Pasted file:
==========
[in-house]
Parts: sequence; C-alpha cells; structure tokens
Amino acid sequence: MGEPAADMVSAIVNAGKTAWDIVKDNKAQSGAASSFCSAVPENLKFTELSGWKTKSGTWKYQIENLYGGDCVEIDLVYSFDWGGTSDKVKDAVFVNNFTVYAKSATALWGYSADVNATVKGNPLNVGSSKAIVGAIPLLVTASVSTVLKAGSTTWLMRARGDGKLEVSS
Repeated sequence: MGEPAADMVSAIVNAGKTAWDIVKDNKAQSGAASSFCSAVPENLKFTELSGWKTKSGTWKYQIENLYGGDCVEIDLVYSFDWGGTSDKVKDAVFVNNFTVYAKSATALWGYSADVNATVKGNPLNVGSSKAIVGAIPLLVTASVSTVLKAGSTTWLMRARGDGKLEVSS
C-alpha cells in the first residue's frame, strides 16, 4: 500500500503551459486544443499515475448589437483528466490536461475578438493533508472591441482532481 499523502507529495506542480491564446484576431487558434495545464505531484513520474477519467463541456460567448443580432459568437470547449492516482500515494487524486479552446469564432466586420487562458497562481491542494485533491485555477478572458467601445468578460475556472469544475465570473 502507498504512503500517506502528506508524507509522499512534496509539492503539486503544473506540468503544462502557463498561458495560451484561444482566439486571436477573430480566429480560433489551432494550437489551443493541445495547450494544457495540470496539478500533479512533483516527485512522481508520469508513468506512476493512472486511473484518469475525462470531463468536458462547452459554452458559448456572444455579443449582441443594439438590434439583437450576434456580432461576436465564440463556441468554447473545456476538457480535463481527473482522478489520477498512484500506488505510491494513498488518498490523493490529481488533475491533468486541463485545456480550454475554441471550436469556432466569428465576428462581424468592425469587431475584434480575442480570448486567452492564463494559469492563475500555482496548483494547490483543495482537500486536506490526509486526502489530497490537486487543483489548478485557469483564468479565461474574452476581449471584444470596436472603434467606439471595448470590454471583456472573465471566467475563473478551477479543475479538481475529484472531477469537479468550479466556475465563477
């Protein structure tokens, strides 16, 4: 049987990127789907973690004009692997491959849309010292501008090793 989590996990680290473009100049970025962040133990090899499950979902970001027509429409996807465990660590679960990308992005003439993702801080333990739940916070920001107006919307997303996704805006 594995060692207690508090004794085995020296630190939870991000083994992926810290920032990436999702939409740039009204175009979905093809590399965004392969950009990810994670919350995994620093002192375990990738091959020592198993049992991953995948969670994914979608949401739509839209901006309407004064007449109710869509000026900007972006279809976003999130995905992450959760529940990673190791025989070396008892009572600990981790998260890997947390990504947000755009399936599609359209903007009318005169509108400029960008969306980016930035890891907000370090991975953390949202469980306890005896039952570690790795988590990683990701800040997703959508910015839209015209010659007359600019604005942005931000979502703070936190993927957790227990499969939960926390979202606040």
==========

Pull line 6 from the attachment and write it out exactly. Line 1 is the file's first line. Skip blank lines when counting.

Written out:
């Protein structure tokens, strides 16, 4: 049987990127789907973690004009692997491959849309010292501008090793 989590996990680290473009100049970025962040133990090899499950979902970001027509429409996807465990660590679960990308992005003439993702801080333990739940916070920001107006919307997303996704805006 594995060692207690508090004794085995020296630190939870991000083994992926810290920032990436999702939409740039009204175009979905093809590399965004392969950009990810994670919350995994620093002192375990990738091959020592198993049992991953995948969670994914979608949401739509839209901006309407004064007449109710869509000026900007972006279809976003999130995905992450959760529940990673190791025989070396008892009572600990981790998260890997947390990504947000755009399936599609359209903007009318005169509108400029960008969306980016930035890891907000370090991975953390949202469980306890005896039952570690790795988590990683990701800040997703959508910015839209015209010659007359600019604005942005931000979502703070936190993927957790227990499969939960926390979202606040």